I decided I would not argue with him. Past experiences had shown me that arguing with someone like him would only make things worse and inflame the situation. Since no one was debating him, these students were being presented a very biased view and placed in a very uncomfortable situation. By the end of class, some students had a completely negative view of Scott Walker.
A couple of days later, he took me into the hall and apologized. He said he had felt bad about it all weekend. He then gave me a book to read about Abraham Lincoln. He told me that “good politicians read a lot.” Then he said, “I don’t think Scott Walker likes to read.” The indoctrination and conversations with the class dropped off for a while after this incident, but in mid-October, it started up again. On a regular basis, he would talk about politics in front of the class or in private with me.
The harassment got particularly bad one day in late October, about a week after I was featured in USA Today for my involvement in the upcoming November election. Again, this video and article was sent throughout the school and was even played in several classes. The same English teacher who had lectured to almost 30 students about a month earlier took me aside during class again. He started talking about Mitt Romney and Scott Walker and his views on them. He reiterated how much harder he worked compared to my dad, a small business owner, which he had no knowledge of. He went on to ask how much my parents made because he wanted to compare it to his salary.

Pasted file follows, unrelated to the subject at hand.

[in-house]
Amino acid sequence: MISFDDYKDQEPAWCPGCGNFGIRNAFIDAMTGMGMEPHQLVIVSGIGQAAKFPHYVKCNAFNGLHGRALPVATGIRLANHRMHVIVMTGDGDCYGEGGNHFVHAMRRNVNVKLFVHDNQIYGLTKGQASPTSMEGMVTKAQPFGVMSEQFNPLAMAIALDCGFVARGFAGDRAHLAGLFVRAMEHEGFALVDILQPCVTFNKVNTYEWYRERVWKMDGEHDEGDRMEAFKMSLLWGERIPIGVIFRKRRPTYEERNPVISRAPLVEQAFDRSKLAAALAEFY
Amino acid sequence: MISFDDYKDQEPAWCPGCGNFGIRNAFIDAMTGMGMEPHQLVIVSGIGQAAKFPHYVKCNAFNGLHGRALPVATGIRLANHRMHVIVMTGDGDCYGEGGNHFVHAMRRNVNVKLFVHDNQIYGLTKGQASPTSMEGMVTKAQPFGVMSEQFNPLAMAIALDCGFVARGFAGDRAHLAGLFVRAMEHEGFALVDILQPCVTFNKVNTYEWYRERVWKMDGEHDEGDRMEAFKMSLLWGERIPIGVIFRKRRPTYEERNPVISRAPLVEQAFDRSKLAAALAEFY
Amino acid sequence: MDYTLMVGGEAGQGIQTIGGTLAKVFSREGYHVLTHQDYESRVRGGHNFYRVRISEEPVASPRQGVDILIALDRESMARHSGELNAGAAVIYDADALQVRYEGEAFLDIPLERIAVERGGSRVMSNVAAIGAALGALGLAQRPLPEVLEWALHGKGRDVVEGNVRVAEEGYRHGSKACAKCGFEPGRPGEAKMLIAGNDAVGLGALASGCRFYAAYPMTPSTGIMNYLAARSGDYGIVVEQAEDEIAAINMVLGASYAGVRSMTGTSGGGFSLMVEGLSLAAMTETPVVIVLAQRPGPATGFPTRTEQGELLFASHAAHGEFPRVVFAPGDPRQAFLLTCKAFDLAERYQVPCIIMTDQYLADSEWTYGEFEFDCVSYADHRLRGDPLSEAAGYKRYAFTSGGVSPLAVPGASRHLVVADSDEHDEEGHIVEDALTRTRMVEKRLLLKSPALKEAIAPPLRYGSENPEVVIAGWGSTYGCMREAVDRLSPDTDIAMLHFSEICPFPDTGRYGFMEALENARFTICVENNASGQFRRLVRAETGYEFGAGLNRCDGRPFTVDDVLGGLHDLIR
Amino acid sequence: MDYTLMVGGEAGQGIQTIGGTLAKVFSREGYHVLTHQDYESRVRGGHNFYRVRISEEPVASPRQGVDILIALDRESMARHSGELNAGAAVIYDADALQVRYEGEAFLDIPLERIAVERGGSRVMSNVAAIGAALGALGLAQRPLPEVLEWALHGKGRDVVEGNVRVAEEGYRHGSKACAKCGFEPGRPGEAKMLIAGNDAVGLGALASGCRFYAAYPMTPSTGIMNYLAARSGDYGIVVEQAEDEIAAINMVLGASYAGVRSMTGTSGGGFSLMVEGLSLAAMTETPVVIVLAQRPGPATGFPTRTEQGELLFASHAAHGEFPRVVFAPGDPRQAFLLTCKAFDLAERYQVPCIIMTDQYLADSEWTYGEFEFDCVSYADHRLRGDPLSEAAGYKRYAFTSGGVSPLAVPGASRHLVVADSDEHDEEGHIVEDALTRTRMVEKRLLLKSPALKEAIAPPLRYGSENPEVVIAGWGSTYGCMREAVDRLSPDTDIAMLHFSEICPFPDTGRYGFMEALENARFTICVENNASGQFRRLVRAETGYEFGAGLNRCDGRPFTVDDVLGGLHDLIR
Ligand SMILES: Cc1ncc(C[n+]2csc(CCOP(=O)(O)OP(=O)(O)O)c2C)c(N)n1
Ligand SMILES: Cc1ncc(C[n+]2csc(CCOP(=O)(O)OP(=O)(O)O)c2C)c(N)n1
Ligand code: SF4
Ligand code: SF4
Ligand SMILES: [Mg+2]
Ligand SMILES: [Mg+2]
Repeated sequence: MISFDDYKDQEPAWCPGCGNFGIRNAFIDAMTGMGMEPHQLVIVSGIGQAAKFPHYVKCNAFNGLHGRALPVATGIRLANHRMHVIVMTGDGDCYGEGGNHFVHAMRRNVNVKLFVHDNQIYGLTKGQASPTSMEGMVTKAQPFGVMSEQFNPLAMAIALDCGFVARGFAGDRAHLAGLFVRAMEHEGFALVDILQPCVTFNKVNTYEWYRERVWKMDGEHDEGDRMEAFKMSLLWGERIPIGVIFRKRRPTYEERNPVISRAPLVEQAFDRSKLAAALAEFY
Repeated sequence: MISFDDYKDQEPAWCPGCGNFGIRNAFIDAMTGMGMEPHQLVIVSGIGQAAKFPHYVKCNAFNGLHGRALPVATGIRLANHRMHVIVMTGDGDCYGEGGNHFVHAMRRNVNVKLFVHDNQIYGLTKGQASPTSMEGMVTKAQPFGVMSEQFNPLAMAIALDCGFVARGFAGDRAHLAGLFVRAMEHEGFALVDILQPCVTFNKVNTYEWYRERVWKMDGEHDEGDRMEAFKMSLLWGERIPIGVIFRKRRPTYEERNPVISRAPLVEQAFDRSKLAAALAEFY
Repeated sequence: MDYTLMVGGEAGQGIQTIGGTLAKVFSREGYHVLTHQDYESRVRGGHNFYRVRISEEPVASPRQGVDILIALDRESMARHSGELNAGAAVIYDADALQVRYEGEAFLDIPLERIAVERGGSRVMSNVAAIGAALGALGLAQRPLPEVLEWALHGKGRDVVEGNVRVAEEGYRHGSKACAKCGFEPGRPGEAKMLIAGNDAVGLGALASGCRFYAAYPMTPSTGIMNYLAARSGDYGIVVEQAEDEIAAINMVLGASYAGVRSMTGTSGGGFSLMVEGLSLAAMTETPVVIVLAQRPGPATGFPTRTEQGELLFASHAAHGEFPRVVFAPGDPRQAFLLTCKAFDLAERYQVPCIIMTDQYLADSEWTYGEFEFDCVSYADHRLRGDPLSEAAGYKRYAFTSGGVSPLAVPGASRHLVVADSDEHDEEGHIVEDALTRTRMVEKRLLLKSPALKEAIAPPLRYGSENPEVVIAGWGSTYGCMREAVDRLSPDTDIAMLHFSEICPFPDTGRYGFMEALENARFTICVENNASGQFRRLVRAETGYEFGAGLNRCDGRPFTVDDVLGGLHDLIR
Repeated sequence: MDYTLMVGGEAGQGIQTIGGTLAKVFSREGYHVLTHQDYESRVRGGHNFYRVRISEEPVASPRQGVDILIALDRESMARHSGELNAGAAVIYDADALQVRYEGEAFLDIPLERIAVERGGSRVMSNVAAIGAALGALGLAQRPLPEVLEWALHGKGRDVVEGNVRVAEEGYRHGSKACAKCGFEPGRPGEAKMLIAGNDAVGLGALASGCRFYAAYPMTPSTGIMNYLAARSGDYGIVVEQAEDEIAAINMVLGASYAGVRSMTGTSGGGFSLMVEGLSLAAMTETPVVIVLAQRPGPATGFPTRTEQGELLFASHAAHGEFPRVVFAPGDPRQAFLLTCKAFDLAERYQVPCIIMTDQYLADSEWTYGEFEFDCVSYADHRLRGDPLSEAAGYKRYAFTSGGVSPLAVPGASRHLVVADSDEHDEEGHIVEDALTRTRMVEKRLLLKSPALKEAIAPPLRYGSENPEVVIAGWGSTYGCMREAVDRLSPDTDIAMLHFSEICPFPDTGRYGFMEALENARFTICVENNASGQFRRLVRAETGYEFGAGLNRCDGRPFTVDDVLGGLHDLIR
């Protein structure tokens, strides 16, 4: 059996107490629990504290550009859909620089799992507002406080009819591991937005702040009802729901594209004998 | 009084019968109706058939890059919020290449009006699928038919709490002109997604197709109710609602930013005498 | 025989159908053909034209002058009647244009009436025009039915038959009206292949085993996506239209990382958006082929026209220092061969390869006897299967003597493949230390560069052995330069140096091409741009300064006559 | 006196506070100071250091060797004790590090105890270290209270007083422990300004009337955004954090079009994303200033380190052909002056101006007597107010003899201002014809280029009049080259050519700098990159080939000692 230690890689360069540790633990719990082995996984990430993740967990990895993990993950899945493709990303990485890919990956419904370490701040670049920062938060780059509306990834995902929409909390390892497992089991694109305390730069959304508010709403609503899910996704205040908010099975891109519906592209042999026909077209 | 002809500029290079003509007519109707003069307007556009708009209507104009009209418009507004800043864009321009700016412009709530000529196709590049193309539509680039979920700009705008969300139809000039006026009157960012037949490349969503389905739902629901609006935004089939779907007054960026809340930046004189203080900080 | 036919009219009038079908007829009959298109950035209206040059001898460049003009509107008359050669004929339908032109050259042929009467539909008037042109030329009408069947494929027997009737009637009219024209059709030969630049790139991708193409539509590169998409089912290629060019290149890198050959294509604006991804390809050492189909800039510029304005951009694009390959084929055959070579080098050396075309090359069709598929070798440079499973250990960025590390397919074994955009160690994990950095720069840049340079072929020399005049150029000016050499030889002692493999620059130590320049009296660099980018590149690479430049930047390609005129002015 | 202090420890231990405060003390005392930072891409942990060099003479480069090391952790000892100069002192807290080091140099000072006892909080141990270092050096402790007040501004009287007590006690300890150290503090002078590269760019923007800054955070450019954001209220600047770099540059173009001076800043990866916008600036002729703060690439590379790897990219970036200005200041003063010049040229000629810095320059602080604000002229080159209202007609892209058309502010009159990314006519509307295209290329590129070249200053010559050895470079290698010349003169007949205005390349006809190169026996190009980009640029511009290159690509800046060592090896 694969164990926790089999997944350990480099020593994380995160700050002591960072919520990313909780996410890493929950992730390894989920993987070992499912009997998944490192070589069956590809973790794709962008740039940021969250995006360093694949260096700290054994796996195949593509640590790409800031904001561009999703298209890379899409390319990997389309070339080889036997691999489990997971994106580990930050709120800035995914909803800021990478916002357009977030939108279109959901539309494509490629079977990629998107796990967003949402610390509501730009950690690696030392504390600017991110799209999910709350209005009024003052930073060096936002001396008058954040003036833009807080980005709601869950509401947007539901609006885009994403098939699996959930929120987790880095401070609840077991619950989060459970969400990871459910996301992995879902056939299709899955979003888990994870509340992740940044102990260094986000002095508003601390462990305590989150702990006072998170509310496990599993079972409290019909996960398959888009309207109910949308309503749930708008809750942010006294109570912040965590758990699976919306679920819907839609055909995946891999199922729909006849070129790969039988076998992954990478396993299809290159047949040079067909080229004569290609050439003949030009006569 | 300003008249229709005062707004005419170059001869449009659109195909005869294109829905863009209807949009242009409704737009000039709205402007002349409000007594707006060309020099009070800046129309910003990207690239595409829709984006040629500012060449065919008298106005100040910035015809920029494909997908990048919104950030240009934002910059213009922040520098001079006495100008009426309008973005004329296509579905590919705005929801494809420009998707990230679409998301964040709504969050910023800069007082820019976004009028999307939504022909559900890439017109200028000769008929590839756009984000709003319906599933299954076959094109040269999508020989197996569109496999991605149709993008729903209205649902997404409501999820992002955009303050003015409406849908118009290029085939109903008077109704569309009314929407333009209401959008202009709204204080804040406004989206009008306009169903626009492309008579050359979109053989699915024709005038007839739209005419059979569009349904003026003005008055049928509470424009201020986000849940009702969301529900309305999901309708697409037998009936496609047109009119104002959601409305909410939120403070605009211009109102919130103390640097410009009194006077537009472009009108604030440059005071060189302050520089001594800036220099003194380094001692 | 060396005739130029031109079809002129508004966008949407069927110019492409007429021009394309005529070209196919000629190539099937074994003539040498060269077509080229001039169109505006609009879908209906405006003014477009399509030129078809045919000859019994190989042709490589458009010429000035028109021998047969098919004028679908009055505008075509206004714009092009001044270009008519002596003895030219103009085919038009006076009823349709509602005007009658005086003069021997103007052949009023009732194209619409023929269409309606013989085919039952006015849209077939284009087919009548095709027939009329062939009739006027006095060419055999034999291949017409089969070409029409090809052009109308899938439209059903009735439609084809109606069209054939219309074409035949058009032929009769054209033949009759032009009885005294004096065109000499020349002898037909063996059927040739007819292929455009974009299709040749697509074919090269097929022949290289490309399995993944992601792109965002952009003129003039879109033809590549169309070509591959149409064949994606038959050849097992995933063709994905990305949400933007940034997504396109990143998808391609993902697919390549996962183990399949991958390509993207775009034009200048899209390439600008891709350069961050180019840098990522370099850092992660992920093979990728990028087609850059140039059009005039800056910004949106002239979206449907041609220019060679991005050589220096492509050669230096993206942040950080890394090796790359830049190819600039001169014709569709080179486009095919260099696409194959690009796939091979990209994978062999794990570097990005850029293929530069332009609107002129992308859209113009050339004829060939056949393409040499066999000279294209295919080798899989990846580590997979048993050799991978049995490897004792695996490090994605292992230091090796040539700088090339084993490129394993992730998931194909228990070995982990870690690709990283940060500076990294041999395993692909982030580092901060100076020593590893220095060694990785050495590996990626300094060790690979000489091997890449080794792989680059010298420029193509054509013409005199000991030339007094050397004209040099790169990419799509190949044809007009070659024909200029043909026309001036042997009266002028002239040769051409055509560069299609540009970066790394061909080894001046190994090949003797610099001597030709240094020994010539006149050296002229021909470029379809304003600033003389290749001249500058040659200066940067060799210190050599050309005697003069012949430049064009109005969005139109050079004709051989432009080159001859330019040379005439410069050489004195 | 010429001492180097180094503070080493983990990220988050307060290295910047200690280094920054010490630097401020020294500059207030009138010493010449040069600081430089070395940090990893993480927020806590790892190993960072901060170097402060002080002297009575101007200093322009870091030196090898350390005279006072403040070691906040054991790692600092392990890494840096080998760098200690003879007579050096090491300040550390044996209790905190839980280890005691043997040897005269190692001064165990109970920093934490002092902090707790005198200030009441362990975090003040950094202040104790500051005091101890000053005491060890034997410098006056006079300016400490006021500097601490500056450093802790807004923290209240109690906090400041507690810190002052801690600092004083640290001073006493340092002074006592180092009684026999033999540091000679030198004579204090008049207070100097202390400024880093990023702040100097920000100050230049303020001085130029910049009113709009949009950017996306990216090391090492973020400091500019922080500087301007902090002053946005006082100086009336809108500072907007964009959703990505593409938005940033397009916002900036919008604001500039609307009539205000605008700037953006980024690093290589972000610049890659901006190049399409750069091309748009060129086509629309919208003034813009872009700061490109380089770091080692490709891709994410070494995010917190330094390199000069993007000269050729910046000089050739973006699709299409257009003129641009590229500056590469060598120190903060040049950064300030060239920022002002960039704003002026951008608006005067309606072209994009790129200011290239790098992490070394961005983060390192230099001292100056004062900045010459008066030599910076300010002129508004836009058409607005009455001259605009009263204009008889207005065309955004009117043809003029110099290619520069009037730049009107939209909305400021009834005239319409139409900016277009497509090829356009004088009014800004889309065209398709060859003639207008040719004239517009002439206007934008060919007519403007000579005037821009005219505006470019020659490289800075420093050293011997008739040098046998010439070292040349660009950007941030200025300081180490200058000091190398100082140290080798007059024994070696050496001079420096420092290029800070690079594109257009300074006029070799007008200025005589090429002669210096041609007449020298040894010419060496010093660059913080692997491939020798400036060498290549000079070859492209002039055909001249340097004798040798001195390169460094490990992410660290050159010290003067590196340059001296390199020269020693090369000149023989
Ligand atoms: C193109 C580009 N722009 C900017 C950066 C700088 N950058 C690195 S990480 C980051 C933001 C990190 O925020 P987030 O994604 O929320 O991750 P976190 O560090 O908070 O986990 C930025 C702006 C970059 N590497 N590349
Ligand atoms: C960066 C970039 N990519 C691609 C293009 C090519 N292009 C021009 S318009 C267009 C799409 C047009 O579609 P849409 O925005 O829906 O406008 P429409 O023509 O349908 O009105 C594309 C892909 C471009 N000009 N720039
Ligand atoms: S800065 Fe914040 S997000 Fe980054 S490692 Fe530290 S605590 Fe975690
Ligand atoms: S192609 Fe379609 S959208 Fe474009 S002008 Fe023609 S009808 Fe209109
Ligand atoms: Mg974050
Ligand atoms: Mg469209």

Later, I looked up this teacher’s salary. He had been making over $100,000 with benefits for the 2010-11 school year, the same year Walker’s reform bill passed. For a few more days, he talked to me in class about his feelings about Walker and Romney. I decided to tell my parents about the two incidents. My parents thought it was very inappropriate and decided we needed to talk to the principal about it. The principal at my school was very upset with the situation. He was disappointed in my English teacher and he told me I needed to talk to my teacher one on one. After I talked to the teacher, my principal said he would meet up with him to follow up. When I went during my lunch hour to talk to my teacher, he apologized and took ownership for everything. Later during the apology, he started to talk about Walker again and how much he hated him. He just couldn’t stop. At the end of the conversation, my teacher asked “you know how you went down to the principal’s office?” I said yes, and he said “I don’t give a sh*t.” I asked why, and he went on to explain that he was friends with the principal so it didn’t matter to him and he wouldn’t get in trouble because of their friendship.
My principal called me into his office the day after to see how it went. I told him what my teacher did and said. He then told me if there were any more incidents with this teacher there would be serious consequences. He also told me if there were any more incidents like this with other teachers, I was to report it right away. I felt as if it was being properly addressed and had hoped I had seen the end of it. Unfortunately, the relationship between the teacher and I turned out to be worse than before. Since I reported these incidents, he has stopped talking about politics in the classroom, but sadly, he has not treated me the same as he did before I reported him.